Advances in fields such as artificial intelligence and wireless communications are allowing for more sophisticated machines that can talk to each other via the internet and perform more complex tasks.

Countries across the world are investing heavily in robotics in hopes to develop a new industry or cope with socioeconomic problems such as low birth rates or an ageing population by introducing machines which can serve humans as cooks, caretakers or labourers.

LG did not elaborate on how much it plans to invest in its push or when it expects to launch robotic products, but the firm said it is exploring a variety of options through the combination of technologies including autonomous driving and artificial intellgence.

Oil prices up in Asia on Russia-Saudi talks

SINGAPORE: Crude prices rose in Asia Tuesday after Russia and Saudi Arabia pledged to work on addressing a global supply glut, but analysts said gains would be limited after the two sides provided scant detail about their plans.

Saudi Energy Minister Khaled Al-Falih and his Russian counterpart Alexander Novak agreed to “act together” to steady the market but stopped short of agreeing to a production freeze.

On the sidelines of the G20 summit in China, the ministers said they will act “together or in cooperation with other oil productions” and agreed to set up a “joint monitoring group” to offer recommendations to prevent price fluctuations.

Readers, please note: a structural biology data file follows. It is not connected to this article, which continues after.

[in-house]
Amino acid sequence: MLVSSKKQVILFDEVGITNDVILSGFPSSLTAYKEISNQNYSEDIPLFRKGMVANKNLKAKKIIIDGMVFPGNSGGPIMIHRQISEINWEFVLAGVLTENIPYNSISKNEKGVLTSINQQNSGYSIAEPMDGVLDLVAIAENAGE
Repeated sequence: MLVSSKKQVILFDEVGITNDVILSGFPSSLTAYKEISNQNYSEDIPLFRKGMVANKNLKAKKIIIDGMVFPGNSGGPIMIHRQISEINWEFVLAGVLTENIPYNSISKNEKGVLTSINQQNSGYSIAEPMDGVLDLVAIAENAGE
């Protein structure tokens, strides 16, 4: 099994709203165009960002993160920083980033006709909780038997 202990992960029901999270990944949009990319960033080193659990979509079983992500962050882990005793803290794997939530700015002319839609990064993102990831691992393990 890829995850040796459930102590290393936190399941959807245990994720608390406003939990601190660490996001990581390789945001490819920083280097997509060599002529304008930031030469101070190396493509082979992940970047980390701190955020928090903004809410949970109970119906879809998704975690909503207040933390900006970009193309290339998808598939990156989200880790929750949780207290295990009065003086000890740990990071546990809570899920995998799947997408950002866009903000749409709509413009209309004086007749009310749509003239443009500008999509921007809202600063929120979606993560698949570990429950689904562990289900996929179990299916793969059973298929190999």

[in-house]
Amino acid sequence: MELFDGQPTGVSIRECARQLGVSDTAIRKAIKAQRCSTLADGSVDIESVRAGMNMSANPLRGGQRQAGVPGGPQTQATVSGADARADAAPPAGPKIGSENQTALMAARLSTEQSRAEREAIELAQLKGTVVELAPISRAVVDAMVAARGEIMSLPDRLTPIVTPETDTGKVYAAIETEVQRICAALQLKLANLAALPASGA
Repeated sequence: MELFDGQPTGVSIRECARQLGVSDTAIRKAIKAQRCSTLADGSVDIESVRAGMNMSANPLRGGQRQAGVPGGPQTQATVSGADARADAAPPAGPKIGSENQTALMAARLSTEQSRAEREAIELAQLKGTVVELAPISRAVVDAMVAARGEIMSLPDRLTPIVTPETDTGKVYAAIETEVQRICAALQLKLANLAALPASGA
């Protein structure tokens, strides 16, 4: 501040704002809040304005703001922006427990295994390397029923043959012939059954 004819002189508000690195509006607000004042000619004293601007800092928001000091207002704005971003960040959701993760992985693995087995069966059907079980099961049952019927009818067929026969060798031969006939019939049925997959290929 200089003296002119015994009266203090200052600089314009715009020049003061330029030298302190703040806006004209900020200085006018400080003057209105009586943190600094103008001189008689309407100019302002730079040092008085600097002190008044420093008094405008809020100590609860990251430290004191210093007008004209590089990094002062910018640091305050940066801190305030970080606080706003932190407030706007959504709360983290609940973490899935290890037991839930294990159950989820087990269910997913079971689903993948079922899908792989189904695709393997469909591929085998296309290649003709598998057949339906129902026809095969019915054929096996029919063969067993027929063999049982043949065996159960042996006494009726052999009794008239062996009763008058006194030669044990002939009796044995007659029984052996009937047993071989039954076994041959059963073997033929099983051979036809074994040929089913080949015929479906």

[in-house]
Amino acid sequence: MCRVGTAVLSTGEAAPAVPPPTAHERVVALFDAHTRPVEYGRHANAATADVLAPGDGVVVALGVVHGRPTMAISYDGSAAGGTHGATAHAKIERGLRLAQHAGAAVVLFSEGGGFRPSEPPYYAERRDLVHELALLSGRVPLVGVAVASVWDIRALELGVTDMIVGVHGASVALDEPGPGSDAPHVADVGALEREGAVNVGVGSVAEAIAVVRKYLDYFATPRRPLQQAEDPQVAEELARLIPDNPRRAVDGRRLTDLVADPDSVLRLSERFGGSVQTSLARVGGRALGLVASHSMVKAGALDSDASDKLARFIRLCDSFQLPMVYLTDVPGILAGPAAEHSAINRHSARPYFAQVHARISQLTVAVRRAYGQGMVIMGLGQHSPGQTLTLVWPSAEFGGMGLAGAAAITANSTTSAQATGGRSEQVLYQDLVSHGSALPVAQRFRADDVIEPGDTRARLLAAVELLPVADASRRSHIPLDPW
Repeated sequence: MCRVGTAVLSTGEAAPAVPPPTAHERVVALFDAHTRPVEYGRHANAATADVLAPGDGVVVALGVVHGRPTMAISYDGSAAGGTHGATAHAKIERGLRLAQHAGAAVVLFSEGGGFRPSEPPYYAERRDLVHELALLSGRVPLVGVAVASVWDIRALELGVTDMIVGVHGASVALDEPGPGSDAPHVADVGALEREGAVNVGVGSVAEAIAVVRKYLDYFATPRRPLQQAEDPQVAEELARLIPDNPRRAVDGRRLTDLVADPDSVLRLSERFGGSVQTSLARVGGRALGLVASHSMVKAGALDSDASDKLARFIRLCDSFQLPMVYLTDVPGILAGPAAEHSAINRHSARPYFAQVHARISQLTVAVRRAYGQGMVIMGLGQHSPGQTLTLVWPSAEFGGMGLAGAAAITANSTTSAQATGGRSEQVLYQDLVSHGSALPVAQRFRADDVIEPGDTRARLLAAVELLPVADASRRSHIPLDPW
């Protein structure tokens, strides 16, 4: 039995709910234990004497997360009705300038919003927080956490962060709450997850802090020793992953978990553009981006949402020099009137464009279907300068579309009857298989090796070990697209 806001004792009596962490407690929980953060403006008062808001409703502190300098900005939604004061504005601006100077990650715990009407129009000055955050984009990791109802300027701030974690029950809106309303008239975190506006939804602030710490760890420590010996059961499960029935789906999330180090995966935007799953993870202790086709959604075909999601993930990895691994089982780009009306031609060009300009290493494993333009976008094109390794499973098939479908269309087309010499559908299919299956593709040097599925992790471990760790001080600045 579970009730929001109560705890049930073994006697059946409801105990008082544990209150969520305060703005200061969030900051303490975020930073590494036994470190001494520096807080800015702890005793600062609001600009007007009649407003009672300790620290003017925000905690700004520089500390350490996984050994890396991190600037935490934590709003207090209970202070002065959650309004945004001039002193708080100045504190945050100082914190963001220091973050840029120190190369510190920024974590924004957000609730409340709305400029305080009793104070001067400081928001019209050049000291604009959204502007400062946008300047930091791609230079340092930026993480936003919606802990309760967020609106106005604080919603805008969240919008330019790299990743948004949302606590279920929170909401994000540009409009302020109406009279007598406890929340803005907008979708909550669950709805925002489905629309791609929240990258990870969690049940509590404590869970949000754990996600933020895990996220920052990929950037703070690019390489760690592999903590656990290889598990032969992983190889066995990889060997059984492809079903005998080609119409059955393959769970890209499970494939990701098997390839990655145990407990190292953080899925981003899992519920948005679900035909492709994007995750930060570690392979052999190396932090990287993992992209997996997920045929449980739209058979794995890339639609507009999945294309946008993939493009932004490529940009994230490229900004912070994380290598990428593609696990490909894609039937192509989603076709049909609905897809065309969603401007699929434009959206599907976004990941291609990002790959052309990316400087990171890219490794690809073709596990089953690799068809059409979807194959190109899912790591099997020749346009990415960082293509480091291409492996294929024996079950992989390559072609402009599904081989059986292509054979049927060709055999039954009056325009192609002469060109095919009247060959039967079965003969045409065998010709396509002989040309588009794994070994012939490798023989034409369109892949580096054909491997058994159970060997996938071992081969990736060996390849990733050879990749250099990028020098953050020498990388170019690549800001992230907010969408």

News that the two sides were about to make an announcement sent both contracts soaring Monday but the gains were all but wiped out after the statement.

At about 0720 GMT, the US benchmark West Texas Intermediate was up 78 cents, or 1.76 percent, at $45.22 and Brent added six cents, or 0.06 percent, to $47.69. With US markets closed Monday for a holiday, electronic transactions on WTI will be booked Tuesday for settlement purposes.

The comments come three weeks before Russia joins OPEC, of which Saudi Arabia is the kingpin, for talks in Algeria to discuss the supply crisis that has hammered prices for two years.

“Despite the rather nebulous language (of the statement) the market was clearly on the hope side of the equation,” OANDA senior market analyst Jeffrey Halley said in a note.

“The longevity of the rally being how long before reality bites with the OPEC meeting still three weeks away.”

The previous attempt at reaching a deal in April was scuppered by OPEC member Iran´s refusal to agree to any output freeze, and there are worries about the chances of an agreement in Algiers.